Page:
Thursday, March 26, 2009

Schadenfreude brings out the worst in us

schadenfreude--pleasure at the evidence of pain or misfortune in another person; delight at the reversal of fortune experienced by someone else.

One of the many words on loan to English from another language, schadenfreude is a shot-gun marriage of two German opposites, damage and joy, thus You lose, I smile. This pleasure helps us understand what Aristotle meant when he tied the can of catharsis to the tail of the dog of tragedy.

Schadenfreude allows the reader to feel pleasure when a character, say George Amberson Minafer of The Magnificent Ambersons, gets a well-earned come-uppance; that such a feeling exists in many humans is often an embarrassment until, on reflection, the larger perspective is revealed. We are able to experience tragedy in literature with empathy for the fall from the heights of the major characters, but only after first experiencing relief that we were not the intended targets.

Tragedy and humor have an uneasy relationship, both having kinship with hubris and the resulting behavior from such family ties. Tragedy tends to be less physical and posturing than humor, but nevertheless, it would likely not have established a foothold if the hubris of "My way is the only way" had not got in the front door.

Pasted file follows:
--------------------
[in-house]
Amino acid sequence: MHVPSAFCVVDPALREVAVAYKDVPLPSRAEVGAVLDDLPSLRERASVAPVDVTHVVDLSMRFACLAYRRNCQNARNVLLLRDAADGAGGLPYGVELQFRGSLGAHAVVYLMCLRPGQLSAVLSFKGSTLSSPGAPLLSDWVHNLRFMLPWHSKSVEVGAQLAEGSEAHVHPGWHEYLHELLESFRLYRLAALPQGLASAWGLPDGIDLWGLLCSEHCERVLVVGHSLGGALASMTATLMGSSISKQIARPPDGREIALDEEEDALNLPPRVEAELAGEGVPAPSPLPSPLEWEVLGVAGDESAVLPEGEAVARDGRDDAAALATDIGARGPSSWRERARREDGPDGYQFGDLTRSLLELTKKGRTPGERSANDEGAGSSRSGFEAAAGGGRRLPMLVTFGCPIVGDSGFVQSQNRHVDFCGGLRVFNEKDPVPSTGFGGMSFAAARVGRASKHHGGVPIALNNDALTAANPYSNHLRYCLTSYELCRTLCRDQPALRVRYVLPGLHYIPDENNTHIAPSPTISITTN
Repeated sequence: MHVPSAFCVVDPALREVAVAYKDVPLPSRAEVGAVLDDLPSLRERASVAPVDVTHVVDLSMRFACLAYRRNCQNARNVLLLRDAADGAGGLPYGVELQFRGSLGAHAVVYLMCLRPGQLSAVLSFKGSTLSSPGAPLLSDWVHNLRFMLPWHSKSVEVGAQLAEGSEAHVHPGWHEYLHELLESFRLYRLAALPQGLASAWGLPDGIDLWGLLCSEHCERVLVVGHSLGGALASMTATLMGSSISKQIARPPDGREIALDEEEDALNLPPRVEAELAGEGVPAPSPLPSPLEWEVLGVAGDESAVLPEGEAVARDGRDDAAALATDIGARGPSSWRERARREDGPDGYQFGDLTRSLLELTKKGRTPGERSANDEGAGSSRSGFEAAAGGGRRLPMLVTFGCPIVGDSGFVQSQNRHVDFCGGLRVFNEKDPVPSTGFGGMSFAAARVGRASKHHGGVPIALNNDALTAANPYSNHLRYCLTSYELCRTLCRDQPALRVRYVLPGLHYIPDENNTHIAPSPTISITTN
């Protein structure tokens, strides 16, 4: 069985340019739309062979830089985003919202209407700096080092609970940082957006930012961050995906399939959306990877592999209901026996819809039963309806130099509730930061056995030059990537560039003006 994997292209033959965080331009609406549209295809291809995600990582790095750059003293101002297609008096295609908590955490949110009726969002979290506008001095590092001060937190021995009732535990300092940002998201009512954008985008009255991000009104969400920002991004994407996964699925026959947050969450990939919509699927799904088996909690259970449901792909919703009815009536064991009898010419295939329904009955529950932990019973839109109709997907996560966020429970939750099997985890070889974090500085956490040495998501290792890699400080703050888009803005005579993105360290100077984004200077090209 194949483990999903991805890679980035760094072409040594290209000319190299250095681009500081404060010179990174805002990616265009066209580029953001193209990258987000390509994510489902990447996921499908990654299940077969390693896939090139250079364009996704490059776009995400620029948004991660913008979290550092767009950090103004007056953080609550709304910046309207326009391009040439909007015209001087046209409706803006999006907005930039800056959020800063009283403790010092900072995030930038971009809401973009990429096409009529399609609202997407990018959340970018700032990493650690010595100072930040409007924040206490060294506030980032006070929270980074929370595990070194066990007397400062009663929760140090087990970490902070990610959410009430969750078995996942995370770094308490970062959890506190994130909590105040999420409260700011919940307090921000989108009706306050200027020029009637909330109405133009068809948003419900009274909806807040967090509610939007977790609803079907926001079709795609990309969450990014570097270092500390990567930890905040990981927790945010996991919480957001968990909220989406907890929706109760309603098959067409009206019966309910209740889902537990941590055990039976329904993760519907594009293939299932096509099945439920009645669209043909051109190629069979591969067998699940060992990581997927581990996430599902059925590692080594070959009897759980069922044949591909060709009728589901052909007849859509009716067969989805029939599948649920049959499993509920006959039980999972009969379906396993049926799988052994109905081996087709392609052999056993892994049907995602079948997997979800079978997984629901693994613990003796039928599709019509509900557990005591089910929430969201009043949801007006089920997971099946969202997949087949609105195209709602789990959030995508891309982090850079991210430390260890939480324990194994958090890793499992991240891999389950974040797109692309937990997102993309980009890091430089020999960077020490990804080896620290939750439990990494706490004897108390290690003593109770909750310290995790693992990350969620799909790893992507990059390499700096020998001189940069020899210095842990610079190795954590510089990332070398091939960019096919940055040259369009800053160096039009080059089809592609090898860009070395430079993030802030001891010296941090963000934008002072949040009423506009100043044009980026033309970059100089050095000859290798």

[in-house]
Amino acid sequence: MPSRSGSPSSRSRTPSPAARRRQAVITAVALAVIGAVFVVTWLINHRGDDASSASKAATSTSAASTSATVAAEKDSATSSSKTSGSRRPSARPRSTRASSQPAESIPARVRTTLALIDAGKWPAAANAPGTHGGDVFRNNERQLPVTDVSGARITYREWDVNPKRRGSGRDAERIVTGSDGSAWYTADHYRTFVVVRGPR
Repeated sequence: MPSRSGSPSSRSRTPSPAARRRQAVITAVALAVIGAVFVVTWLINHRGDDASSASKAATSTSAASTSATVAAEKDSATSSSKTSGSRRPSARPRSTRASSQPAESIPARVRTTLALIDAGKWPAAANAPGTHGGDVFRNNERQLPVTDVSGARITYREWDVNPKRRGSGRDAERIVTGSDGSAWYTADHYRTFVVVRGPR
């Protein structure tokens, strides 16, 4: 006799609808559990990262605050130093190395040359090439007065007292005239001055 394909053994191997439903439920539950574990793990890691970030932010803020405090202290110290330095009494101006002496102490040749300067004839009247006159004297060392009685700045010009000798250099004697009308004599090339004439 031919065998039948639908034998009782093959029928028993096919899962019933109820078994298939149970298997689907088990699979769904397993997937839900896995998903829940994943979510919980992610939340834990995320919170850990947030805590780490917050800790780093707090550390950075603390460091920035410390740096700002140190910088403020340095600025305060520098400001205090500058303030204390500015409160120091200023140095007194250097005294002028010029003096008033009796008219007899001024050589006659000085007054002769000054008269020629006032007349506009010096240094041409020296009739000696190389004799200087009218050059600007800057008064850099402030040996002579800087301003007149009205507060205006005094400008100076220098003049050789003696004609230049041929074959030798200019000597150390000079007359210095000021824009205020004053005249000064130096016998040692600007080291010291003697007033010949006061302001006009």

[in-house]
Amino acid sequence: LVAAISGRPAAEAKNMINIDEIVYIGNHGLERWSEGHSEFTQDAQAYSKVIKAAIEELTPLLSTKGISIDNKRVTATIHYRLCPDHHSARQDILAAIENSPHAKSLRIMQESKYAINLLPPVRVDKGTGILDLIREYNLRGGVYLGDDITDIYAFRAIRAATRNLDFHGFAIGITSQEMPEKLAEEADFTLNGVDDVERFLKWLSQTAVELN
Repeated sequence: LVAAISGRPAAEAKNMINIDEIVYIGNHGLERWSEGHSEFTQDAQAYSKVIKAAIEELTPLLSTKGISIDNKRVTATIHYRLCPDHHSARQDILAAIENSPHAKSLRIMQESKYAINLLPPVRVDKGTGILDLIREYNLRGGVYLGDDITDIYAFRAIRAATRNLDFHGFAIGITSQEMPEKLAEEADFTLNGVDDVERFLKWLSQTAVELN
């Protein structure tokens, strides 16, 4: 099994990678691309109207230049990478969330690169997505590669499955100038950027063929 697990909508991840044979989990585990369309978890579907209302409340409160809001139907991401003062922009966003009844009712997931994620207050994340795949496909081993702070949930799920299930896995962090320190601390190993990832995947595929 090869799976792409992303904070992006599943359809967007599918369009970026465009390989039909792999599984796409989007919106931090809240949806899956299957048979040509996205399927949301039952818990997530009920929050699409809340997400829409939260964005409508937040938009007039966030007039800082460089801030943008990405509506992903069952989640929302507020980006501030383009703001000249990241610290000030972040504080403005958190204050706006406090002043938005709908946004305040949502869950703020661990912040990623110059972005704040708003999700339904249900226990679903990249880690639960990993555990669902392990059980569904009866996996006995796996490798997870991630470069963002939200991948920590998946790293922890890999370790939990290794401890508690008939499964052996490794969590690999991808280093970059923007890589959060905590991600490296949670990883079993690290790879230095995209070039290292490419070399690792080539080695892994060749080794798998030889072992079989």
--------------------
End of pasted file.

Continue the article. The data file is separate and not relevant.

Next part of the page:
Memorable characters may have their schadenfreude genome, taking a moment or two to gloat when an opponent seems to come out second best in a collision with Fate, but it is safest to leave as much schadenfreude as possible not to the characters but to the readers. Equally valid is the notion that the character who has met a tragic downfall or been handed a serious reversal of fortune and goes forth without breast beating or moaning is the character the reader will regard with the most respect. Once again, let the reader do the deconstruction.

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